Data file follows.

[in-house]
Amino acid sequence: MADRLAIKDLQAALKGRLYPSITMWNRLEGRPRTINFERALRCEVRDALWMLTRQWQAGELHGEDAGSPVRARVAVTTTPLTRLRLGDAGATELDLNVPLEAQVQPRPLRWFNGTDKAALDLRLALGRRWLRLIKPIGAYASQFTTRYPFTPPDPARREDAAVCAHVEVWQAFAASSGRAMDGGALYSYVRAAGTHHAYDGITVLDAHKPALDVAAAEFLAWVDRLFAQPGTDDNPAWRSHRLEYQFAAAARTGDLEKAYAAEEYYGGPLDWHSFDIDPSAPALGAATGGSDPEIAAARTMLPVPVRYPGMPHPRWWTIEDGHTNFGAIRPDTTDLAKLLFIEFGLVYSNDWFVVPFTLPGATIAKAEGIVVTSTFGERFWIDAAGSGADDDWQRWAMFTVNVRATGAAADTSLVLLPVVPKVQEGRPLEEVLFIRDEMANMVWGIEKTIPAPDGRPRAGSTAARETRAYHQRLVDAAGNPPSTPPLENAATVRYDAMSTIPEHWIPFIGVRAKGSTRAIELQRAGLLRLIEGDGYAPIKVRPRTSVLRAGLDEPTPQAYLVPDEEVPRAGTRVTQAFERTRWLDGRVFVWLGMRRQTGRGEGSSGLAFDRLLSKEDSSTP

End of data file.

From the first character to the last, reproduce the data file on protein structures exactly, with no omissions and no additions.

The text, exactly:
[in-house]
Amino acid sequence: MADRLAIKDLQAALKGRLYPSITMWNRLEGRPRTINFERALRCEVRDALWMLTRQWQAGELHGEDAGSPVRARVAVTTTPLTRLRLGDAGATELDLNVPLEAQVQPRPLRWFNGTDKAALDLRLALGRRWLRLIKPIGAYASQFTTRYPFTPPDPARREDAAVCAHVEVWQAFAASSGRAMDGGALYSYVRAAGTHHAYDGITVLDAHKPALDVAAAEFLAWVDRLFAQPGTDDNPAWRSHRLEYQFAAAARTGDLEKAYAAEEYYGGPLDWHSFDIDPSAPALGAATGGSDPEIAAARTMLPVPVRYPGMPHPRWWTIEDGHTNFGAIRPDTTDLAKLLFIEFGLVYSNDWFVVPFTLPGATIAKAEGIVVTSTFGERFWIDAAGSGADDDWQRWAMFTVNVRATGAAADTSLVLLPVVPKVQEGRPLEEVLFIRDEMANMVWGIEKTIPAPDGRPRAGSTAARETRAYHQRLVDAAGNPPSTPPLENAATVRYDAMSTIPEHWIPFIGVRAKGSTRAIELQRAGLLRLIEGDGYAPIKVRPRTSVLRAGLDEPTPQAYLVPDEEVPRAGTRVTQAFERTRWLDGRVFVWLGMRRQTGRGEGSSGLAFDRLLSKEDSSTP